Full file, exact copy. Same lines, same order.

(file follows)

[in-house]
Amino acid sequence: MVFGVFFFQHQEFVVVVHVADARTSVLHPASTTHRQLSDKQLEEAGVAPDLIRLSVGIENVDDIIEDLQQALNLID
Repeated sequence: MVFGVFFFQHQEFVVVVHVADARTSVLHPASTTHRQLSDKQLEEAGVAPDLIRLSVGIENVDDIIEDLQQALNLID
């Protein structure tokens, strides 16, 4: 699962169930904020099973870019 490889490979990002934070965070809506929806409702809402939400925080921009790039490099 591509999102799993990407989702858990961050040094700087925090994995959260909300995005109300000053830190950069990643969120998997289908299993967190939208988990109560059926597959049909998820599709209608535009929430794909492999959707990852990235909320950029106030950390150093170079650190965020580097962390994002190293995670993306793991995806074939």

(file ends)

[in-house]
Amino acid sequence: MVFGVFFFQHQEFVVVVHVADARTSVLHPASTTHRQLSDKQLEEAGVAPDLIRLSVGIENVDDIIEDLQQALNLID
Repeated sequence: MVFGVFFFQHQEFVVVVHVADARTSVLHPASTTHRQLSDKQLEEAGVAPDLIRLSVGIENVDDIIEDLQQALNLID
């Protein structure tokens, strides 16, 4: 699962169930904020099973870019 490889490979990002934070965070809506929806409702809402939400925080921009790039490099 591509999102799993990407989702858990961050040094700087925090994995959260909300995005109300000053830190950069990643969120998997289908299993967190939208988990109560059926597959049909998820599709209608535009929430794909492999959707990852990235909320950029106030950390150093170079650190965020580097962390994002190293995670993306793991995806074939």